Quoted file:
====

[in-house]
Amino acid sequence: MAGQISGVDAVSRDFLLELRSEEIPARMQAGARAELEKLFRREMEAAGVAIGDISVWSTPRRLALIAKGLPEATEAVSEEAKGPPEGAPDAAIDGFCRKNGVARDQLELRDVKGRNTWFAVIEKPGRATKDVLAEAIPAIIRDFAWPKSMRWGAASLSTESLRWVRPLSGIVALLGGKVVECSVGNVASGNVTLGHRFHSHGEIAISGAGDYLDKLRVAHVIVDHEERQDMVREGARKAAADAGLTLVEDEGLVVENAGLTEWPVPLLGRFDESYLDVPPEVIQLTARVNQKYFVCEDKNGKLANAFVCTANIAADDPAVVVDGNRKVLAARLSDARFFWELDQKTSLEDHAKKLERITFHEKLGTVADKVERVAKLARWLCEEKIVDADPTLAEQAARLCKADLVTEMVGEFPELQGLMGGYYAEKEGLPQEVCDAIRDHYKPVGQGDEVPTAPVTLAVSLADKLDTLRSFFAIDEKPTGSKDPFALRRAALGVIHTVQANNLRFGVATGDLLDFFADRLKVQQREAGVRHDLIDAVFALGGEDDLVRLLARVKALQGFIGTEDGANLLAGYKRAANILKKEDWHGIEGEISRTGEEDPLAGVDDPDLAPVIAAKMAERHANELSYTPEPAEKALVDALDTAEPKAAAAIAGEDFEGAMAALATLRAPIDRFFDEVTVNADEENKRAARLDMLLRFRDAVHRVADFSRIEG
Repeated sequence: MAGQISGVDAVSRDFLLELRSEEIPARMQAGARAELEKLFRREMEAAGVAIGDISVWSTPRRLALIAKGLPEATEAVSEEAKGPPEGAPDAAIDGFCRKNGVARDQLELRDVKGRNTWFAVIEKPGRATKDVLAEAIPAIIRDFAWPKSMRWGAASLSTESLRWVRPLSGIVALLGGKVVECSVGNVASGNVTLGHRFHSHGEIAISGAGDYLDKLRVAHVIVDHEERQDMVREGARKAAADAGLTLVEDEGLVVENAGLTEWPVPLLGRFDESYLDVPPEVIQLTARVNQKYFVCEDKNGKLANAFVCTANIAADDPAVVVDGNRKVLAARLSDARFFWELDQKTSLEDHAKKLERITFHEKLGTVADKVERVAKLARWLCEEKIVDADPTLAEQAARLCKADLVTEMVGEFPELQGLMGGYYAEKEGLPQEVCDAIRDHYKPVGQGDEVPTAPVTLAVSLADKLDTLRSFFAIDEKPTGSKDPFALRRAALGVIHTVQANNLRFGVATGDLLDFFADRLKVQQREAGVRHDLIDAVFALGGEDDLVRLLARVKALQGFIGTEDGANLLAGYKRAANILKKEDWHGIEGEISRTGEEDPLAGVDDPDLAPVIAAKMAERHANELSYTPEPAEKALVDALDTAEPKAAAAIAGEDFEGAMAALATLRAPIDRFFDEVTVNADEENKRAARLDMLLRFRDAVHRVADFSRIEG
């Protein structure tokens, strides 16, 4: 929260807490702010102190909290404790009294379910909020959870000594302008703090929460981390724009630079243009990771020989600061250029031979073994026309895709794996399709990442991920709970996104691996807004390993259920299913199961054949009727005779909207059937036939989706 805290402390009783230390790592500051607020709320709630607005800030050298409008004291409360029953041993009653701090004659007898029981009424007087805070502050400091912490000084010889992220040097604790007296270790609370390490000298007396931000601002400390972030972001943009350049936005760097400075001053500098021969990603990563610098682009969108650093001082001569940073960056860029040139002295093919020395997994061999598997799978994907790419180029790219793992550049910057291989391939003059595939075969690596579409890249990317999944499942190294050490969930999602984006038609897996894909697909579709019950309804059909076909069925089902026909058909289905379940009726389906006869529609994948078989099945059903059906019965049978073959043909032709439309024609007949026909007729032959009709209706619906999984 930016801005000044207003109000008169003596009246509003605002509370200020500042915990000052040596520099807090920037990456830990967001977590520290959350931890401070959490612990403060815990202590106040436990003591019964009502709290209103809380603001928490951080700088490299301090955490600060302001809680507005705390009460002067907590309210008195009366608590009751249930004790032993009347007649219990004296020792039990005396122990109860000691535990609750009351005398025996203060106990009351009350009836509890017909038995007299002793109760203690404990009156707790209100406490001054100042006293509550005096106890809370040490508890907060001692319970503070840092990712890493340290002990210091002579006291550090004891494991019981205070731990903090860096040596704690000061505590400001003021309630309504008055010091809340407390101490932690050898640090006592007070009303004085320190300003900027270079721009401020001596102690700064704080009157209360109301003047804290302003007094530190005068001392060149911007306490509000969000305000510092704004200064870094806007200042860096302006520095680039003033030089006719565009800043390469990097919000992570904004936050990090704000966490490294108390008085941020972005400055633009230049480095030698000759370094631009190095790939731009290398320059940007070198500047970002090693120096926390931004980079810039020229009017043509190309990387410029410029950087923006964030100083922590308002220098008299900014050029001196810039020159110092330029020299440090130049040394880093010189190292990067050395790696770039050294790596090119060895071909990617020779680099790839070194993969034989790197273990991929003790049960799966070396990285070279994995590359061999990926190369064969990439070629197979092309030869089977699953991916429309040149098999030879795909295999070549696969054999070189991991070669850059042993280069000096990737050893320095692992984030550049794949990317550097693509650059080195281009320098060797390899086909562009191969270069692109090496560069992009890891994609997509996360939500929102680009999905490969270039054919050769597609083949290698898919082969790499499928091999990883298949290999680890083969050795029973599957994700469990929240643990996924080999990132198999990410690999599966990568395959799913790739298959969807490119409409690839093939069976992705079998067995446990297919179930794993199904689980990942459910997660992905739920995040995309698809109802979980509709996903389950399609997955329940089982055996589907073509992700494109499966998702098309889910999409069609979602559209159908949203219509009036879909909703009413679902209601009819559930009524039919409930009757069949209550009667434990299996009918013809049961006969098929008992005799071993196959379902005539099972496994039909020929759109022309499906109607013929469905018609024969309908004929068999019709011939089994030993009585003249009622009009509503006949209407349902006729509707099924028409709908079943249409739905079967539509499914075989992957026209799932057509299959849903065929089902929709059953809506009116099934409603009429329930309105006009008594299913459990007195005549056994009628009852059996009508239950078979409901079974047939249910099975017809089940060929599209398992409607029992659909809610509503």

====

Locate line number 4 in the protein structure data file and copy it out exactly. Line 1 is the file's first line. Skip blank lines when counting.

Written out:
């Protein structure tokens, strides 16, 4: 929260807490702010102190909290404790009294379910909020959870000594302008703090929460981390724009630079243009990771020989600061250029031979073994026309895709794996399709990442991920709970996104691996807004390993259920299913199961054949009727005779909207059937036939989706 805290402390009783230390790592500051607020709320709630607005800030050298409008004291409360029953041993009653701090004659007898029981009424007087805070502050400091912490000084010889992220040097604790007296270790609370390490000298007396931000601002400390972030972001943009350049936005760097400075001053500098021969990603990563610098682009969108650093001082001569940073960056860029040139002295093919020395997994061999598997799978994907790419180029790219793992550049910057291989391939003059595939075969690596579409890249990317999944499942190294050490969930999602984006038609897996894909697909579709019950309804059909076909069925089902026909058909289905379940009726389906006869529609994948078989099945059903059906019965049978073959043909032709439309024609007949026909007729032959009709209706619906999984 930016801005000044207003109000008169003596009246509003605002509370200020500042915990000052040596520099807090920037990456830990967001977590520290959350931890401070959490612990403060815990202590106040436990003591019964009502709290209103809380603001928490951080700088490299301090955490600060302001809680507005705390009460002067907590309210008195009366608590009751249930004790032993009347007649219990004296020792039990005396122990109860000691535990609750009351005398025996203060106990009351009350009836509890017909038995007299002793109760203690404990009156707790209100406490001054100042006293509550005096106890809370040490508890907060001692319970503070840092990712890493340290002990210091002579006291550090004891494991019981205070731990903090860096040596704690000061505590400001003021309630309504008055010091809340407390101490932690050898640090006592007070009303004085320190300003900027270079721009401020001596102690700064704080009157209360109301003047804290302003007094530190005068001392060149911007306490509000969000305000510092704004200064870094806007200042860096302006520095680039003033030089006719565009800043390469990097919000992570904004936050990090704000966490490294108390008085941020972005400055633009230049480095030698000759370094631009190095790939731009290398320059940007070198500047970002090693120096926390931004980079810039020229009017043509190309990387410029410029950087923006964030100083922590308002220098008299900014050029001196810039020159110092330029020299440090130049040394880093010189190292990067050395790696770039050294790596090119060895071909990617020779680099790839070194993969034989790197273990991929003790049960799966070396990285070279994995590359061999990926190369064969990439070629197979092309030869089977699953991916429309040149098999030879795909295999070549696969054999070189991991070669850059042993280069000096990737050893320095692992984030550049794949990317550097693509650059080195281009320098060797390899086909562009191969270069692109090496560069992009890891994609997509996360939500929102680009999905490969270039054919050769597609083949290698898919082969790499499928091999990883298949290999680890083969050795029973599957994700469990929240643990996924080999990132198999990410690999599966990568395959799913790739298959969807490119409409690839093939069976992705079998067995446990297919179930794993199904689980990942459910997660992905739920995040995309698809109802979980509709996903389950399609997955329940089982055996589907073509992700494109499966998702098309889910999409069609979602559209159908949203219509009036879909909703009413679902209601009819559930009524039919409930009757069949209550009667434990299996009918013809049961006969098929008992005799071993196959379902005539099972496994039909020929759109022309499906109607013929469905018609024969309908004929068999019709011939089994030993009585003249009622009009509503006949209407349902006729509707099924028409709908079943249409739905079967539509499914075989992957026209799932057509299959849903065929089902929709059953809506009116099934409603009429329930309105006009008594299913459990007195005549056994009628009852059996009508239950078979409901079974047939249910099975017809089940060929599209398992409607029992659909809610509503």